A real-life hero
Posted on: 4th Jul 2012
Cards on table time. I love Subarus. I like the fact that the company is so keyed into engineering. I respect how driving entertainment has often taken priority over more mundane considerations. I chuckle when people criticise cars for being too heavy and too complex, knowing that an alternative exists.
Subaru's BRZ is a car that takes many of the better aspects of 'old Subaru' and melds them with a fresh, forward facing approach. You'll probably know it as the sister vehicle to the Toyota GT86. Subaru likes to think of it as their baby and it's easy to see why.
The joint project is powered by a Subaru engine, runs on a modified Impreza chassis and suspension and is built in a Subaru factory.
Ignore all those who claim that the BRZ isn't quick enough. Yes, it will just about dip under eight seconds to 60mph if you have a heavy right boot and can manage one good gear change and the 200PS power output is routinely bested by all manner of humble hatchbacks, but it's how it drives rather than what numbers it makes that underscore what a special vehicle this is.
The key point is that it's a normally aspirated, front-engined, rear-wheel drive coupe. For the keen driver, it doesn't get much purer than that. Plumb in a boxer engine that helps it to a centre of gravity lower than a Ferrari 458, add a proper mechanical limited slip differential and offer a six-speed manual gearbox with three pedals in the footwell and you have what most would agree is a very good start.
The BRZ is so right in so many ways it's almost as if the hand of Porsche has worked upon it. There's simplicity to its controls, a delicacy and tactility to the steering and the pedals that offer the keen driver so much.
Design and Build
One of the fundamentals in the design of the BRZ was to keep weight down. As a result of this, the car tips the scales at a mere 1220kg, or less than something like a Renaultsport Clio 200 hatch. Despite this, the BRZ feels surprisingly spacious inside and a glance over your shoulder reveals a lot more room in the back than you'd find in something like an Audi TT or a Peugeot RCZ.
The styling diverges a little from the GT86, and if pushed, I think I prefer the more aggressive-looking frontal treatment of the Toyota, but all of that would be outweighed by the firmer suspension settings of the Subaru. The interior is clearly built down to a price, with some hard plastics on display but the BRZ is not a car to perambulate around in feeling superior about your slush-moulded dash roll top.
Market and Model
Value is a tough one to pin down. On the one hand, you're paying around £25,000 for a car that's can't hold a candle to a Kia cee'd when it comes to creature comforts and technology, but the enthusiast driver would point to the fact that nothing in its price bracket comes remotely close to the driving purity delivered.
The Mazda MX-5 possibly comes closest but the BRZ is considerably more focused in its approach. It sounds like so much hyperbole but the Porsche Cayman is its closest competitor in terms of its ability to deliver rich feedback and flow down a road quite so well.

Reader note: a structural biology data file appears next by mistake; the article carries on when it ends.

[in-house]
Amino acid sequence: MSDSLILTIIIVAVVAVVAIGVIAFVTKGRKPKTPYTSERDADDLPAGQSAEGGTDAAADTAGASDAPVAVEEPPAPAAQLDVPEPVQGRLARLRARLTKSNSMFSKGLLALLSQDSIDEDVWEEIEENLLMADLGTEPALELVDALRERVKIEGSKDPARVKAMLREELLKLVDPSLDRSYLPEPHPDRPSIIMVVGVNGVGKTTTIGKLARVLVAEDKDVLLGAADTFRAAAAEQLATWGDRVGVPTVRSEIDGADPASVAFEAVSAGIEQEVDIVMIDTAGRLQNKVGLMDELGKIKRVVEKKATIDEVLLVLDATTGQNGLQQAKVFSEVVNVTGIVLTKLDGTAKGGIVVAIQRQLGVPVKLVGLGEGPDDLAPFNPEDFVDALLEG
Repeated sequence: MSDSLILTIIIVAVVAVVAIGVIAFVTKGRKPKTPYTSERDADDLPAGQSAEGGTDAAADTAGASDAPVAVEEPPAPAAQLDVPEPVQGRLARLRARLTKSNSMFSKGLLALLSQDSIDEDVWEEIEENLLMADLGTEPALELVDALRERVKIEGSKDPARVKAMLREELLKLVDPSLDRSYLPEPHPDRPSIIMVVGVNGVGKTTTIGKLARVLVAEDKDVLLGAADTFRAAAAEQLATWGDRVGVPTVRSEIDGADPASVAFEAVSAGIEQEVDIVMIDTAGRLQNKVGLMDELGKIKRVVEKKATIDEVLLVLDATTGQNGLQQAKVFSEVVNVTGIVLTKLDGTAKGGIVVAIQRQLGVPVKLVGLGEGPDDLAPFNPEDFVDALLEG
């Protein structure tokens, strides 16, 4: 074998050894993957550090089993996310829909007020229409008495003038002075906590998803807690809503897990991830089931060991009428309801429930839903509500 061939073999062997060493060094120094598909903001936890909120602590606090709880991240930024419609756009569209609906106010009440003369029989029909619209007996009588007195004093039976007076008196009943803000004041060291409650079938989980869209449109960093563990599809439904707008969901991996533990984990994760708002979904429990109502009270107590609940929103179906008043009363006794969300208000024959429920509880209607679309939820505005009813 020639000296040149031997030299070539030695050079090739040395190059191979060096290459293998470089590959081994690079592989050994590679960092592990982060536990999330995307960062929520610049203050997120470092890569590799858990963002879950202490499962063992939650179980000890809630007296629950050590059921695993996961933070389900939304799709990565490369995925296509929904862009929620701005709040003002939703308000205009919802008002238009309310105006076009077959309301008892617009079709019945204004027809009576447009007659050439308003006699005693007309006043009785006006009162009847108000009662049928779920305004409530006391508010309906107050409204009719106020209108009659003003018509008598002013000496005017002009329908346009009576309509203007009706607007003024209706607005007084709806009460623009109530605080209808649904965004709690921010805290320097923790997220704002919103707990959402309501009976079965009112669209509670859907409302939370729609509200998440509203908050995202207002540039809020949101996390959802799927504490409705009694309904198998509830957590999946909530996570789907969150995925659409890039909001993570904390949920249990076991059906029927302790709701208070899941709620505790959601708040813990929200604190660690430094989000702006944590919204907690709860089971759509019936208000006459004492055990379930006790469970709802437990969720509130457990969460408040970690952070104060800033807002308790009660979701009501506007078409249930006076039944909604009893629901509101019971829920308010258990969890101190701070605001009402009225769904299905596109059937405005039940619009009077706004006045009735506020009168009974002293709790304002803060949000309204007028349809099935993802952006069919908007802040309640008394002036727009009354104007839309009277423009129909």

Suddenly that asking price doesn't seem at all optimistic and includes features such as 17-inch alloy wheels, a torque-sensing LSD, front, side, curtain and knee airbags, MP3 connectivity, dual-zone climate control and LED daytime running lights. Should that still prove a little rich, a second, lower-spec model will also be offered, as will a third 'stripped out' version.
Cost of Ownership
Subaru is committed to doing what it can to make the ownership experience as painless as possible. Its innovative ETCo (Everything Taken Care of) package is like no other after-sales service around.
It's a three-year scheme which includes a total of eleven different elements, and covers minor dent and scratch repairs, alloy wheel repairs, a monthly wash and vac, an annual full valet and wheel alignment check, lost key replacement, first MoT cover and contributions to any work needed to pass the MoT, an accident management service, a contribution towards any out of pocket insurance excess bills and even a facility to store winter wheels and tyres.
In total it can be worth up to £7,000 and it's offered in addition to the usual three year/60,000 mile warranty that Subaru offers. The best part? It's included in the price of the car.
The Subaru BRZ is a very special car. The hype machine went into overdrive a long time back and it would be entirely understandable if even a very talented vehicle failed to live up to the fevered anticipation.
Despite that it's better than the true (WR) blue Subaru optimist could hope to expect. There's a beautiful simplicity about the car that speaks of paring back to the essence of driving purity, including just enough of what is needed and nothing that is not.
It's a hero car for our times, one that rewards the properly talented driver and doesn't make the less proficient feel clumsy or unworthy. And yes, in the final reckoning, it's a proper Subaru.